You know why we are doomed?
Its because in today’s world, we worship at the altar of Kim Kardashian, Justine Bieber and Salman Khan.
We are obsessed with the celebrity culture – irrespective of whether the celebrity is a menace to society, a Kardashian or a murderer.
And that is why the media barely made a murmur when one of India’s greatest sons passed away last week.
I am talking of Mr. Nek Chand Saini – a man who deserves the title of legend.
And its not surprising at all that a few of you just went “who?”
You see, Mr. Chand was not a celebrity – he was simply a man who create something great all on his own.
His story is that of the power of dedication, of creativity, of love, of recycling and a story of one of the few times that the government did something right.
In 1951, Nek Chand started working as a road inspector for the PWD in Chandigarh. In 1958, he began to clear a little patch of jungle to make himself a small garden area.
The area that he chose had been designated as a land conservancy, a forest buffer established in 1902 that nothing could be built on. He set stones around the little clearing and began collecting rocks, discarded materials and recyclable items from the demolition of the villages that once stood on the site where Chandigarh was being built.
Before long he had sculpted a few figures recycled from materials he found at hand. Over the next decade, he worked secretly at night on his garden. Gradually Nek Chand’s creation developed and grew; before long it covered several acres and comprised of hundreds of sculptures set in a series of interlinking courtyards.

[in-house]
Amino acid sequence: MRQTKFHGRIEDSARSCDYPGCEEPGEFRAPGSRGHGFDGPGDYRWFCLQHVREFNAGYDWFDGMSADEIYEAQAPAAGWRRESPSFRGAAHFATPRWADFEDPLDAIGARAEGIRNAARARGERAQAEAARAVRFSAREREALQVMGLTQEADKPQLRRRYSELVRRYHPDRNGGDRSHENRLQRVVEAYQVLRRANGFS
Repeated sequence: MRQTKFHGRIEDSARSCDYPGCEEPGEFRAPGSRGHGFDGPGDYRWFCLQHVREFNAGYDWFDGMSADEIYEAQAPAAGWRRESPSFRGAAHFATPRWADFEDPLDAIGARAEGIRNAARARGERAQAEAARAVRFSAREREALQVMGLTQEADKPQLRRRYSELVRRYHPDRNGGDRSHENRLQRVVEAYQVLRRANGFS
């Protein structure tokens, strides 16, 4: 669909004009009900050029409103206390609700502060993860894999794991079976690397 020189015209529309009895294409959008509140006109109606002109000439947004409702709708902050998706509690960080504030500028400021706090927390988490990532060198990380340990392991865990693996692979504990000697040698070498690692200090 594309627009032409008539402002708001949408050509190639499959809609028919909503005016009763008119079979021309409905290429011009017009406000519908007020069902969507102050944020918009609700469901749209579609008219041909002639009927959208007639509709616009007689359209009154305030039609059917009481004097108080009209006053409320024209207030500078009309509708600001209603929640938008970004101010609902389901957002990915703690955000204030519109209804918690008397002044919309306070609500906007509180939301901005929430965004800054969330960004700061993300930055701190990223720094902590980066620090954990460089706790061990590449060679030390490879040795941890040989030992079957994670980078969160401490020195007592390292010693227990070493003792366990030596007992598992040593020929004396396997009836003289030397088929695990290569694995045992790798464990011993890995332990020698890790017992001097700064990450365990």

The creation was completely illegal but public opinion was on Mr. Chand’s side.
In 1988 the park was inaugurated as a public space. Nek Chand was given a salary, a title (“Sub-Divisional Engineer, Rock Garden”), and a workforce of 50 labourers so that he could concentrate full-time on his work. It even appeared on an Indian stamp in 1983. The Rock Garden is still made out of recycled materials; and with the government’s help, Chand was able to set up collection centres around the city for waste, especially rags and broken ceramics.
The Rock Garden of Chandigarh is now world famous. Nek Chand’s creations are exhibited and celebrated around the world.
Too bad the members of our “presstitute” brigade could not bother to highlight his passing – they were too busy with AAP and Yoga Day and Anti National Congress and Pappu and Sushma Swaraj and Lalit Modi etc.
Mr. Chand is the sort of role model this world needs.
His story should be told and retold to encourage and educate future generations (the current generation is doomed) about inner strength, about creativity, about determination, about courage and about recycling.